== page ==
If the doctrine of specific nerve energies be true, it becomes necessary to determine whether the differences in the sensations around in consciousness by different sensory nerve stimulations is due to essential differences in the structure of the neuron, or to its characteristic end organs, or to the relations and connections of the cortical cells.  That there are very great differences in the structure of the end organs is evident.  But the fact that pathological stimulation of the cortex produces the same class of sensations as those aroused by the normal stimulation of the same area indicates that the determining factors in the production of the various sensations are not found in peripheral sensory neurons alone; unless, indeed, we ascribe to habit and education the association of the various sensations with the stimulation of the corresponding cortical areas.  Were this true—that is, if there be no primary difference between the form of sensation aroused in consciousness by the stimulation of the cells of the temporal lobe and those produced by the stimulation of cells in the occipital lobe, it is difficult to see how the associations ever became formed in the first place.  On the other hand, it is certainly no less difficult to conceive of the enormous number of differences in the metabolism of the various neurons which would be necessary if every form of sensation were produced each by its own special form of nerve impulse.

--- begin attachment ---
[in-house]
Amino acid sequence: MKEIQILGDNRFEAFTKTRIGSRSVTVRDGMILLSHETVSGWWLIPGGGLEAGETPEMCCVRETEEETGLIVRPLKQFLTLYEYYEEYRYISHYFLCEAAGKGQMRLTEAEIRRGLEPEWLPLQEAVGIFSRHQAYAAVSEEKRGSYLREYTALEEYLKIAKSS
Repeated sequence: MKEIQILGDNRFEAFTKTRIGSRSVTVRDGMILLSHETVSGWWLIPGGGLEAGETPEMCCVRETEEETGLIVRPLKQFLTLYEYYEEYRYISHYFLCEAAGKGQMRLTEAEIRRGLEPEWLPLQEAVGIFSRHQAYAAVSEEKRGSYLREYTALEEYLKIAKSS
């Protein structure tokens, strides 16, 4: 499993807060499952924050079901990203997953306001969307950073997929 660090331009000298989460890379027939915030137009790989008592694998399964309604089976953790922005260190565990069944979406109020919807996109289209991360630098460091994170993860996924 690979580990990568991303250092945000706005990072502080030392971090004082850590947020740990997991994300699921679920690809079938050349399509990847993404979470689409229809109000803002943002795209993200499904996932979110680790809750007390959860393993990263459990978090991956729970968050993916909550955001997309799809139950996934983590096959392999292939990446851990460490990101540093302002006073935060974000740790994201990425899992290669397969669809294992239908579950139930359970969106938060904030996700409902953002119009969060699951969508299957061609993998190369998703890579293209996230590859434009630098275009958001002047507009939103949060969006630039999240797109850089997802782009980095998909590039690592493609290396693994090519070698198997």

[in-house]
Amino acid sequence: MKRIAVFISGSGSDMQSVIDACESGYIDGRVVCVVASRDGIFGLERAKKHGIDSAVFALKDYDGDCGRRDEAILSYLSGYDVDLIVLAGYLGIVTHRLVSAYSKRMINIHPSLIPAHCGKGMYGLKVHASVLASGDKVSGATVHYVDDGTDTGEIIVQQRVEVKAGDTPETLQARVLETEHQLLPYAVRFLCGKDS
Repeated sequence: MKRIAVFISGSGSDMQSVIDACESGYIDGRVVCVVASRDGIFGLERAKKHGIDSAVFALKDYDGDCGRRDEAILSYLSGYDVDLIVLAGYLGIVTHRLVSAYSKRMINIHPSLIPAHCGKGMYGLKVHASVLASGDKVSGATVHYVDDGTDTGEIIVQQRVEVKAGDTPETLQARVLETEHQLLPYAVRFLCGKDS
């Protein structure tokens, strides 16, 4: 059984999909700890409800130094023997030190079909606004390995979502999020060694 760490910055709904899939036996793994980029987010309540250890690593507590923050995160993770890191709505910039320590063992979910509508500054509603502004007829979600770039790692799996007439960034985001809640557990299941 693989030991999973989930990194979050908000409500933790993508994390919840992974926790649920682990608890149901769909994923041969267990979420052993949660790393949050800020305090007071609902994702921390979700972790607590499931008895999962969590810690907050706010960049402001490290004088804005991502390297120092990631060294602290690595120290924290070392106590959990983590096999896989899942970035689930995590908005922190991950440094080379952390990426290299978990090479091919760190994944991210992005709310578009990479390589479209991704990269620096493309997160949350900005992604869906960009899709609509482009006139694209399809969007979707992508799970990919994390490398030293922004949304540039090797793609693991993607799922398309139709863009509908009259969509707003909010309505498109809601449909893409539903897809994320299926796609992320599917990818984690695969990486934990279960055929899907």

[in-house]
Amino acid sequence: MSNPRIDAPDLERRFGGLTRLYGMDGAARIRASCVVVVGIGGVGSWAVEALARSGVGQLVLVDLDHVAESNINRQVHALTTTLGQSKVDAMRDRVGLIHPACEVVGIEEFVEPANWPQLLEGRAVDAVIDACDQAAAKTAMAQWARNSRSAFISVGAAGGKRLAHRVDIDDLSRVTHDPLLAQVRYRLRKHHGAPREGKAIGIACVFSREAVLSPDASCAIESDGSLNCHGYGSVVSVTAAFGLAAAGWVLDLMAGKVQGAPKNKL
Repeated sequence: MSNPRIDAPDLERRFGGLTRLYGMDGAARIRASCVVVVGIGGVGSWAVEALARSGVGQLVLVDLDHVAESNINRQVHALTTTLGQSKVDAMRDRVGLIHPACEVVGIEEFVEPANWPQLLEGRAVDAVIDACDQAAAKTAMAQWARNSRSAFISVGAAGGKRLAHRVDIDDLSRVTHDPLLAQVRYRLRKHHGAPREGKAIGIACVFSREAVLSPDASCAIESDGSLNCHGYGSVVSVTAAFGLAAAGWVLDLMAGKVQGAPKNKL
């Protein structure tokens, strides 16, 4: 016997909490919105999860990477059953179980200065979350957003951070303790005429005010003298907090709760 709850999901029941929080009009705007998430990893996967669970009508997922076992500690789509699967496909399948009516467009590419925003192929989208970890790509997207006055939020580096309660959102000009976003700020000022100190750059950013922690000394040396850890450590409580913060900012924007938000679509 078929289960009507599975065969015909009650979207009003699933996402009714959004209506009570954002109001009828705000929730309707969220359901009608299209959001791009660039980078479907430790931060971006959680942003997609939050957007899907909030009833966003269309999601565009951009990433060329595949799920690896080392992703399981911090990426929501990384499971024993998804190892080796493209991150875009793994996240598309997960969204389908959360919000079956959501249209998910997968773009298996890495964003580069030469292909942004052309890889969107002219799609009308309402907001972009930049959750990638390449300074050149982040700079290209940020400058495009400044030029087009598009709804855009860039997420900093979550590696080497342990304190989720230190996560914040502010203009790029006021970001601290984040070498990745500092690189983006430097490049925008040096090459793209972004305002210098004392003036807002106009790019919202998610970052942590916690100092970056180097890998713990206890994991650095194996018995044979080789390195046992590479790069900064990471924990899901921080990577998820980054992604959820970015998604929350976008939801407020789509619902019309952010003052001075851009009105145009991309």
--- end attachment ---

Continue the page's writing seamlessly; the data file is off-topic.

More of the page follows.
Should the doctrine of specific nerve energies hold true for sensory neurons, it should hold true for motor neurons as well.  It is well known that the stimulation of the nerve to a muscle causes the muscle to contract, while the same stimulation of the nerve to a gland initiates the characteristic secretion of the gland.  The mode of action of the so-called inhibitors suggests one of the most puzzling problems in physiology.